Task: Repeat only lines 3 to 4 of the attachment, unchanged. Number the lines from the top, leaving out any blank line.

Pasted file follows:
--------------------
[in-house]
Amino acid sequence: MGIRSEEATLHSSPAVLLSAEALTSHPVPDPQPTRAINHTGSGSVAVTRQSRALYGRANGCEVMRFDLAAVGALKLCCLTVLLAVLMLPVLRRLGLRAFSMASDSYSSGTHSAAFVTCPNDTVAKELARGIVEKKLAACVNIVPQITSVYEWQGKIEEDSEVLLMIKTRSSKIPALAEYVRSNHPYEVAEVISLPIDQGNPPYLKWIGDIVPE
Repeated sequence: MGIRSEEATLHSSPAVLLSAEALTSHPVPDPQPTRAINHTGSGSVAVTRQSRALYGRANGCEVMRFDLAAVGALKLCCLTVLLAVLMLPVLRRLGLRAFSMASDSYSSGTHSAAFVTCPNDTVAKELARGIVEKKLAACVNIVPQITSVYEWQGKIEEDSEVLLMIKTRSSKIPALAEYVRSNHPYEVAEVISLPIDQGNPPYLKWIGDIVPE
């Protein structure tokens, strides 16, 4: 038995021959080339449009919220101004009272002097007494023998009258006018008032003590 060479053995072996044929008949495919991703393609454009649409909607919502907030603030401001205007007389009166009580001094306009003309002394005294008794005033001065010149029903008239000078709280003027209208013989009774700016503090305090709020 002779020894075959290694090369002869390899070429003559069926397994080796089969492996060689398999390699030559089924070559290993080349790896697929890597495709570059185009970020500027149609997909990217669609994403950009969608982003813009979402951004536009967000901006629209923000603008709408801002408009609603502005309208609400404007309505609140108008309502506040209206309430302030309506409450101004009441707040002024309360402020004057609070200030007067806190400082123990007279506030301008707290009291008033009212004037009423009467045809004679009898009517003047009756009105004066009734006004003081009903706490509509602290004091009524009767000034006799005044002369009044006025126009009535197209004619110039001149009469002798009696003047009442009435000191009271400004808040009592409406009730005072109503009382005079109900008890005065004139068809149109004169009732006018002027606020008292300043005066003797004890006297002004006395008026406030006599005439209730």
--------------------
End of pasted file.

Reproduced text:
Repeated sequence: MGIRSEEATLHSSPAVLLSAEALTSHPVPDPQPTRAINHTGSGSVAVTRQSRALYGRANGCEVMRFDLAAVGALKLCCLTVLLAVLMLPVLRRLGLRAFSMASDSYSSGTHSAAFVTCPNDTVAKELARGIVEKKLAACVNIVPQITSVYEWQGKIEEDSEVLLMIKTRSSKIPALAEYVRSNHPYEVAEVISLPIDQGNPPYLKWIGDIVPE
């Protein structure tokens, strides 16, 4: 038995021959080339449009919220101004009272002097007494023998009258006018008032003590 060479053995072996044929008949495919991703393609454009649409909607919502907030603030401001205007007389009166009580001094306009003309002394005294008794005033001065010149029903008239000078709280003027209208013989009774700016503090305090709020 002779020894075959290694090369002869390899070429003559069926397994080796089969492996060689398999390699030559089924070559290993080349790896697929890597495709570059185009970020500027149609997909990217669609994403950009969608982003813009979402951004536009967000901006629209923000603008709408801002408009609603502005309208609400404007309505609140108008309502506040209206309430302030309506409450101004009441707040002024309360402020004057609070200030007067806190400082123990007279506030301008707290009291008033009212004037009423009467045809004679009898009517003047009756009105004066009734006004003081009903706490509509602290004091009524009767000034006799005044002369009044006025126009009535197209004619110039001149009469002798009696003047009442009435000191009271400004808040009592409406009730005072109503009382005079109900008890005065004139068809149109004169009732006018002027606020008292300043005066003797004890006297002004006395008026406030006599005439209730």